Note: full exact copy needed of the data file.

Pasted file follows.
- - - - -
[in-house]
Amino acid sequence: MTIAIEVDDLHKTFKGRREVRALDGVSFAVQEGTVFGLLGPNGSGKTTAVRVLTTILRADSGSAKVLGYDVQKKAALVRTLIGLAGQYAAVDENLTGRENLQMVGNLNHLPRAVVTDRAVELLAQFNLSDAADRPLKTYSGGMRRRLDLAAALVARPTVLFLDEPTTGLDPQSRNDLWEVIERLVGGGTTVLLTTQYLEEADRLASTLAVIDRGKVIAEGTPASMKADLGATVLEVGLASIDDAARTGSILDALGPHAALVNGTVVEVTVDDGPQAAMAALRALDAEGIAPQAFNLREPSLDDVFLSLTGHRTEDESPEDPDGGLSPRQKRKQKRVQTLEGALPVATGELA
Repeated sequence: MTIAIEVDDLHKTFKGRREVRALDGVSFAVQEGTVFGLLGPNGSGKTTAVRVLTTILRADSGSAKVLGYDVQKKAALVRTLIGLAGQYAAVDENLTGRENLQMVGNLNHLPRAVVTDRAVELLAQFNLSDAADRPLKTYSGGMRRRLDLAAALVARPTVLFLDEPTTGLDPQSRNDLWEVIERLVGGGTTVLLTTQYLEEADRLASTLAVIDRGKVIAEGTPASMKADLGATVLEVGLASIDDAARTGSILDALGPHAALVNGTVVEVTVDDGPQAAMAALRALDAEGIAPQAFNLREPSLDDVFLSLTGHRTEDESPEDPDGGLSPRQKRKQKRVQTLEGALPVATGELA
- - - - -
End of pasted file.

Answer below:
[in-house]
Amino acid sequence: MTIAIEVDDLHKTFKGRREVRALDGVSFAVQEGTVFGLLGPNGSGKTTAVRVLTTILRADSGSAKVLGYDVQKKAALVRTLIGLAGQYAAVDENLTGRENLQMVGNLNHLPRAVVTDRAVELLAQFNLSDAADRPLKTYSGGMRRRLDLAAALVARPTVLFLDEPTTGLDPQSRNDLWEVIERLVGGGTTVLLTTQYLEEADRLASTLAVIDRGKVIAEGTPASMKADLGATVLEVGLASIDDAARTGSILDALGPHAALVNGTVVEVTVDDGPQAAMAALRALDAEGIAPQAFNLREPSLDDVFLSLTGHRTEDESPEDPDGGLSPRQKRKQKRVQTLEGALPVATGELA
Repeated sequence: MTIAIEVDDLHKTFKGRREVRALDGVSFAVQEGTVFGLLGPNGSGKTTAVRVLTTILRADSGSAKVLGYDVQKKAALVRTLIGLAGQYAAVDENLTGRENLQMVGNLNHLPRAVVTDRAVELLAQFNLSDAADRPLKTYSGGMRRRLDLAAALVARPTVLFLDEPTTGLDPQSRNDLWEVIERLVGGGTTVLLTTQYLEEADRLASTLAVIDRGKVIAEGTPASMKADLGATVLEVGLASIDDAARTGSILDALGPHAALVNGTVVEVTVDDGPQAAMAALRALDAEGIAPQAFNLREPSLDDVFLSLTGHRTEDESPEDPDGGLSPRQKRKQKRVQTLEGALPVATGELA